There are differences in the fees charged by different banks. The information in this section applies to withdrawing Swiss francs at Swiss ATMs.

Many Swiss banks do not charge you fees when you make cash withdrawals at their own in-network ATMs with their own debit cards. Banks that do charge for in-network withdrawals typically have a fee of 2 francs per withdrawal for debit cards.

Most banks that charge you for withdrawals made at out-of-network ATMs have a fee of 2 francs per withdrawal at other banks. The Banque Cantonale Vaudoise is an exception, as it charges 3 francs per out-of-network withdrawal.

Getting cash using credit cards is much more expensive. Most Swiss credit cards have a cash advance fee equal to either 3.75 or 4 percent of the amount withdrawn. Only a handful of credit cards have lower cash withdrawal fees. Additionally, the minimum fee per withdrawal is typically 5 or 10 francs.

The costs of cash withdrawals at ATMs are accounted for in the moneyland.ch private account comparison, bank package comparison, credit card comparison, and prepaid card comparison.

How much does it cost to withdraw money at bank counters?

You can withdraw money at the counter in many bank branch offices. Many banks only provide this service to their own customers. Increasingly, certain Swiss banks have stopped offering this service at some of their branch offices.

Examples: Adult holders of a UBS private account pay 2 francs for each withdrawal made at a UBS counter. Valiant charges 5 francs when customers withdraw less than 2000 francs at the counter. Postfinance customers, on the other hand, can withdraw cash free of charge at the counters of Swiss post offices.

How much does withdrawing cash outside of Switzerland cost?

Most Swiss banks charge a fee of around 5 francs per withdrawal in a foreign country. Some banks use a combination of fixed and variable fees. For example, the Zürcher Kantonalbank (ZKB) charges a fixed fee of 5 francs, plus a percentage-based fee of 0.5 percent on top of that. So, a ZKB customer would pay 6.50 francs to withdraw 300 francs outside of Switzerland. That fee is made up of a 5-franc fixed fee, plus the variable fee of 1.50 francs (0.5 percent of 300 francs).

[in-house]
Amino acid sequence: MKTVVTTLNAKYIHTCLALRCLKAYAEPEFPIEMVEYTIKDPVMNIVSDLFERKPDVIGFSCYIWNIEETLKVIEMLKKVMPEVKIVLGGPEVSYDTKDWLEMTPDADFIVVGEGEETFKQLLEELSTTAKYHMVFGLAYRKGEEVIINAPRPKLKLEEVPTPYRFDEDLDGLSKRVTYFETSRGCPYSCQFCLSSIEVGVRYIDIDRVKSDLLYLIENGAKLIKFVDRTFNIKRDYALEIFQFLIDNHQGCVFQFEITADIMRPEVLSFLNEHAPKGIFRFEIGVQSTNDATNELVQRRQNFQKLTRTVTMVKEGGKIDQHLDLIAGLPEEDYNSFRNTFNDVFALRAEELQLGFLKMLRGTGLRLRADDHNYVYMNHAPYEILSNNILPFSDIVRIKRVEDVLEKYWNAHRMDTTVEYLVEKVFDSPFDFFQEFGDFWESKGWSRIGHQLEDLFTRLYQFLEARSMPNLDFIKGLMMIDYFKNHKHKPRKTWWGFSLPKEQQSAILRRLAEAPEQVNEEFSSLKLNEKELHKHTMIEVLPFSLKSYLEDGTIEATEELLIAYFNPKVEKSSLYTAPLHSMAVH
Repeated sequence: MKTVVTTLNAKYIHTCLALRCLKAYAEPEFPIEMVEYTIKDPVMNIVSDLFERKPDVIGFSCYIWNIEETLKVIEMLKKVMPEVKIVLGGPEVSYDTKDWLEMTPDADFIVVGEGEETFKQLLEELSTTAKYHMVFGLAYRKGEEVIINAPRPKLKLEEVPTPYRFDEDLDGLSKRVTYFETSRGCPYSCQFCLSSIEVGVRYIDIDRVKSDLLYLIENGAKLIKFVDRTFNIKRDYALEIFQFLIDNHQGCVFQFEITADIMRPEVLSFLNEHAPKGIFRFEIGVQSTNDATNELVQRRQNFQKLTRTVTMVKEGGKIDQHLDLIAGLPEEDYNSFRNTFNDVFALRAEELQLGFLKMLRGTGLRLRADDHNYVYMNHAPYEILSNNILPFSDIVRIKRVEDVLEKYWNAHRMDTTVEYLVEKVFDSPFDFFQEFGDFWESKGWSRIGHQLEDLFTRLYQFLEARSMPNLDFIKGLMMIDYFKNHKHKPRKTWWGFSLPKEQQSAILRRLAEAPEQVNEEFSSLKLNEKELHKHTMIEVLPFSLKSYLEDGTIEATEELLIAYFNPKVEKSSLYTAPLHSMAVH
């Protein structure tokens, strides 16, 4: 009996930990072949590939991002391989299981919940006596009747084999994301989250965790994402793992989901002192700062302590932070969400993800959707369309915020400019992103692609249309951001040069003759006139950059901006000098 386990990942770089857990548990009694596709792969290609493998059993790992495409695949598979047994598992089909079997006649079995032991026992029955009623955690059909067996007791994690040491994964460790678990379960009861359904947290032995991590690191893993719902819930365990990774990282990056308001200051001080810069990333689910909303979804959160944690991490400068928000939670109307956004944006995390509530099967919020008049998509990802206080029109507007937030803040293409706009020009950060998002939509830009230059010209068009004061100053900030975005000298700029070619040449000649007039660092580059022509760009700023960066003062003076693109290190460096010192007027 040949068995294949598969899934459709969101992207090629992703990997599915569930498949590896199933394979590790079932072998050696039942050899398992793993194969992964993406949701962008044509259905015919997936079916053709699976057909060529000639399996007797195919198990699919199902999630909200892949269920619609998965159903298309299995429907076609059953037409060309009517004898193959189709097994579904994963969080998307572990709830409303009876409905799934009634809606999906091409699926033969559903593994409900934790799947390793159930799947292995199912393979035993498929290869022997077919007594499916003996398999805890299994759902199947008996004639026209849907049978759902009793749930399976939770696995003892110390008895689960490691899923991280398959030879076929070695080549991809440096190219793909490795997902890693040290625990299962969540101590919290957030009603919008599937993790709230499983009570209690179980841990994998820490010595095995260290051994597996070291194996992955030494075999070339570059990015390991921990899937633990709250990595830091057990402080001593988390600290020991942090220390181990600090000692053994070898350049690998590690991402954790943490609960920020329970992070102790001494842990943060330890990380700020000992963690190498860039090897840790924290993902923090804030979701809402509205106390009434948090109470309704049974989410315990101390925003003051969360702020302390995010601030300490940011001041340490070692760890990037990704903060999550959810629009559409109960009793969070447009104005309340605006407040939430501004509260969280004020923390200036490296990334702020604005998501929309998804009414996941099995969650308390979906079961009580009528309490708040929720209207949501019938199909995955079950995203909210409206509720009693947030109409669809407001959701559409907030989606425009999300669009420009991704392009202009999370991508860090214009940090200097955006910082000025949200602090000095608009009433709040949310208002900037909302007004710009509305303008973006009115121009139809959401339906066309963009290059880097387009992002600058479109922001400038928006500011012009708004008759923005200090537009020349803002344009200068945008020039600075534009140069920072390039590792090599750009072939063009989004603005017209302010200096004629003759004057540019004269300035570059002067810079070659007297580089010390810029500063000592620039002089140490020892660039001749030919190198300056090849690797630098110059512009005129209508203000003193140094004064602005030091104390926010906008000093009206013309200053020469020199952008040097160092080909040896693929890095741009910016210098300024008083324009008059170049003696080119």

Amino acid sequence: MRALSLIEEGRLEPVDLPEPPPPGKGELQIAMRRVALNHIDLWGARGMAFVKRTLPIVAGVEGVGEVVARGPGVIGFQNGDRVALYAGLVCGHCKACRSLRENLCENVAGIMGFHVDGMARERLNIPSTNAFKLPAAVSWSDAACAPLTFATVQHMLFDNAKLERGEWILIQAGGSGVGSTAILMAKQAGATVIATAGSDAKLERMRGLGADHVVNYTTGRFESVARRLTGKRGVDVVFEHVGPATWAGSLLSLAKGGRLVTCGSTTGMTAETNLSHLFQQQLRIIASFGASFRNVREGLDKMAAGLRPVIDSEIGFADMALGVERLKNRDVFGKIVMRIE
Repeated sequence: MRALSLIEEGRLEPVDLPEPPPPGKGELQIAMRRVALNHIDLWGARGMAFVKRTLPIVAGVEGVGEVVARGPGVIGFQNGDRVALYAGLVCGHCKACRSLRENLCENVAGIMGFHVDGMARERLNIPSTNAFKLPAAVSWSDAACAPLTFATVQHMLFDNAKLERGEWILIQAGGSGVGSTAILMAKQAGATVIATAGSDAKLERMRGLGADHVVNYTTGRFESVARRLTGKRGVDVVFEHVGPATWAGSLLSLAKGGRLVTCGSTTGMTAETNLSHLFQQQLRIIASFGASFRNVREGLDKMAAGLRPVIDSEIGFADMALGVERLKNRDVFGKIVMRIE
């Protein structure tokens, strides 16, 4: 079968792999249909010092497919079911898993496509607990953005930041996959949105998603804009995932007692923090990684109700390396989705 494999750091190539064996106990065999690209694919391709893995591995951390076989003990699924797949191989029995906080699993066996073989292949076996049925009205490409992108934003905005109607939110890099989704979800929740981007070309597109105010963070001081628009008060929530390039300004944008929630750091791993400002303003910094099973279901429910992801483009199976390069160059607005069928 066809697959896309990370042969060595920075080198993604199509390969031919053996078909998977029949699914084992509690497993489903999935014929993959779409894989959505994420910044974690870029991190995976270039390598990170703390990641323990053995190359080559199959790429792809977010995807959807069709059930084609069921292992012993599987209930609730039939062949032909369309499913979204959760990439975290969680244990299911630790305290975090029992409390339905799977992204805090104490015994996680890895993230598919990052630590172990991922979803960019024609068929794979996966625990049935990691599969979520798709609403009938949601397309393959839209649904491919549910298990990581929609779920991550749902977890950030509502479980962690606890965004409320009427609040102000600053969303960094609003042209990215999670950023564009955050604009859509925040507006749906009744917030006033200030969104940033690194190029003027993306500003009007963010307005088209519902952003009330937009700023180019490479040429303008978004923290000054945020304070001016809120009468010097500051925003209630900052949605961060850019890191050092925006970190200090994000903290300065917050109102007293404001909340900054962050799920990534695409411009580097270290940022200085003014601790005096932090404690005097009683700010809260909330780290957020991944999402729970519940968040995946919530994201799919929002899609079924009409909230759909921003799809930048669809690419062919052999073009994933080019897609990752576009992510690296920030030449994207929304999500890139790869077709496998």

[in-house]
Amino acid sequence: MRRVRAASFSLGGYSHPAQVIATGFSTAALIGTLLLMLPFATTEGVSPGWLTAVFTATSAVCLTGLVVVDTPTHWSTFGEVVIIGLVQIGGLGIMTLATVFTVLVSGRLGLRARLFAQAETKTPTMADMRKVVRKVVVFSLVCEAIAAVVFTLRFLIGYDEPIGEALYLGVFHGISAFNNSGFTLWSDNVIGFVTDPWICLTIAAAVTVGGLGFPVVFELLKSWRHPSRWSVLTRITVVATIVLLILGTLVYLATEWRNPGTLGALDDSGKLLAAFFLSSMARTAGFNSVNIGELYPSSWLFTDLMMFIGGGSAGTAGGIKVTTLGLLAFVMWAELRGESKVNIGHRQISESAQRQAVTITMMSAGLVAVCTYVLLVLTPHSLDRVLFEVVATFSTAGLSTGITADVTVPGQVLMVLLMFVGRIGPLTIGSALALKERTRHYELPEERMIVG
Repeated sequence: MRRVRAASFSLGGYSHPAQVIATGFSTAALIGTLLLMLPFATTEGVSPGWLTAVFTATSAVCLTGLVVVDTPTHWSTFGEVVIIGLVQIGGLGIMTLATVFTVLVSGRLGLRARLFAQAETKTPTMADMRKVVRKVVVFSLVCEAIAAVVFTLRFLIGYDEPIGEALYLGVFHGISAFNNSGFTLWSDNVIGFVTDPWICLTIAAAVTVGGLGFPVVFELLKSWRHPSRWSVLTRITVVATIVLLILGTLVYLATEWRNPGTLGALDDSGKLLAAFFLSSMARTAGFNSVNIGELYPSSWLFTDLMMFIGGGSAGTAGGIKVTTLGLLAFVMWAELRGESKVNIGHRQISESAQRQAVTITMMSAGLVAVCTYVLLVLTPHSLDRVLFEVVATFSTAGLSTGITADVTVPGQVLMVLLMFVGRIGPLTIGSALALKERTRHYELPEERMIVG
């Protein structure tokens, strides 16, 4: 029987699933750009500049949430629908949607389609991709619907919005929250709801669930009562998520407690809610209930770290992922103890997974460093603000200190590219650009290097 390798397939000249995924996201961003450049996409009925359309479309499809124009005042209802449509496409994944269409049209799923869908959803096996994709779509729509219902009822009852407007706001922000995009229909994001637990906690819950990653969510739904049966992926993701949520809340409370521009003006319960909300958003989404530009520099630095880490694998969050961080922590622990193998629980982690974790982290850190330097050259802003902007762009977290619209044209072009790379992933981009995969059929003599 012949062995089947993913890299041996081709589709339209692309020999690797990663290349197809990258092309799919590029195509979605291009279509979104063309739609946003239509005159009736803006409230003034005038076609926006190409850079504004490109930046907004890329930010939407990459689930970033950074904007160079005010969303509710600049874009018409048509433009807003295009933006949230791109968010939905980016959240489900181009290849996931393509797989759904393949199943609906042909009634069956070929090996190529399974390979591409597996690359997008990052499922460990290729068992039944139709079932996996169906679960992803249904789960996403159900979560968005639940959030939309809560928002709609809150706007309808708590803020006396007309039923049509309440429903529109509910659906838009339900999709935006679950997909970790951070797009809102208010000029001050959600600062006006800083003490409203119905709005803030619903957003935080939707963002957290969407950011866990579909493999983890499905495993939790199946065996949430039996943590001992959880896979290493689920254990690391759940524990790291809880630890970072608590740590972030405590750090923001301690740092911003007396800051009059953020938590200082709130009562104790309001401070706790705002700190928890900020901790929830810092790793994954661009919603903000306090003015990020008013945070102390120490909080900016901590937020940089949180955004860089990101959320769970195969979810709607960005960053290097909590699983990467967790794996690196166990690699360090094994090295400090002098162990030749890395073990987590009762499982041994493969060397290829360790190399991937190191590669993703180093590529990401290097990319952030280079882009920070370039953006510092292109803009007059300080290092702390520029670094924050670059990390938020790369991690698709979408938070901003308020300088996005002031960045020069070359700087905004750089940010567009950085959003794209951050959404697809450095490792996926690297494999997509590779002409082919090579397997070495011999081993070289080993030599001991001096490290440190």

You pay much higher fees to get cash outside of Switzerland using a Swiss credit card. Most credit card issuers charge a fee equal to either 3.75 percent or 4 percent of the amount you withdraw. Only a few Swiss credit cards have lower fees. Examples include Neon, which has a 1.5 percent fee, and credit cards from Migros Bank (including the Cumulus credit card), which have a 2.5 percent foreign cash advance fee. The Cumulus credit card from Migros Bank includes two complimentary cash withdrawals outside of Switzerland per year, with no cash advance fees.

It is also important to note that Swiss credit cards normally have a minimum fee of 10 francs per cash withdrawal outside of Switzerland. On top of that, you also generally have a foreign transaction fee that applies on top of cash advance fee. Depending on which credit card you use, the foreign transaction fee can equal as much as 2.5 percent of the amount you withdraw.

Banks and card issuers also add markups to the currency exchange rates when you withdraw money in a foreign currency with debit cards or credit cards. Many banks use special, less favorable exchange rates for cash withdrawals.

You can find more information in the guide to making payments and withdrawing money while traveling.

Do any other fees and charges apply to cash withdrawals?

There are other fees which may apply, especially to cash withdrawals outside of Switzerland:

  • ATM fees: When you withdraw money from an out-of-network ATM, your bank or credit card issuer compensates the ATM’s operator. But some ATM operators charge an additional fee directly to you as the customer. For example, you may be charged an ATM fee of 2 euros for a 100-euro withdrawal, so that a total of 102 euros is charged to your bank account or credit card. The ATM informs you about the ATM fee, and you can choose to either cancel the transaction, or make the withdrawal and pay the fee. ATMs from Travelex and Euronext have particularly high fees, and are best avoided. In some countries, nearly all ATM operators charge ATM fees. Compare the fees at different ATMs to find the cheapest ATM for your withdrawals.